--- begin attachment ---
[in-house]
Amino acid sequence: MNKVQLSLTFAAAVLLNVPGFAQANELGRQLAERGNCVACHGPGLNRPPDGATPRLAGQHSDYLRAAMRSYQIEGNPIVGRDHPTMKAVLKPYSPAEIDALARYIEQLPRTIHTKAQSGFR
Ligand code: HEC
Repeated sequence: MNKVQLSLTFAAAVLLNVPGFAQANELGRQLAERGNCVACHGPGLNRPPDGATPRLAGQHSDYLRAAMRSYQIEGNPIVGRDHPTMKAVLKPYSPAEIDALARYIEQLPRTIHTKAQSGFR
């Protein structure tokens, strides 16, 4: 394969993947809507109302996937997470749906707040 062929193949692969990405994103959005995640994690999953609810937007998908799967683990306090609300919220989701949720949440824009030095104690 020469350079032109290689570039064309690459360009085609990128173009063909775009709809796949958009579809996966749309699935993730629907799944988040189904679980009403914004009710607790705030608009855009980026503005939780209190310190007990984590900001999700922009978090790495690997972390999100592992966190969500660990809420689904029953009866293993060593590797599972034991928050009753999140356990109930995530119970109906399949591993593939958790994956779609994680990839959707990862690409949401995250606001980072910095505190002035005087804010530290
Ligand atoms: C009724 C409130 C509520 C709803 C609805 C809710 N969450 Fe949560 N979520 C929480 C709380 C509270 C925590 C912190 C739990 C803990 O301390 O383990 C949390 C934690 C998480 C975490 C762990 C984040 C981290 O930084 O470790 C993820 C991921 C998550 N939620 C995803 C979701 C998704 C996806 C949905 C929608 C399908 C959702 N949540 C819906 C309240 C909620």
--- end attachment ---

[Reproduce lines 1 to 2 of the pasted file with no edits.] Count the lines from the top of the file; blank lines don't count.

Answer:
[in-house]
Amino acid sequence: MNKVQLSLTFAAAVLLNVPGFAQANELGRQLAERGNCVACHGPGLNRPPDGATPRLAGQHSDYLRAAMRSYQIEGNPIVGRDHPTMKAVLKPYSPAEIDALARYIEQLPRTIHTKAQSGFR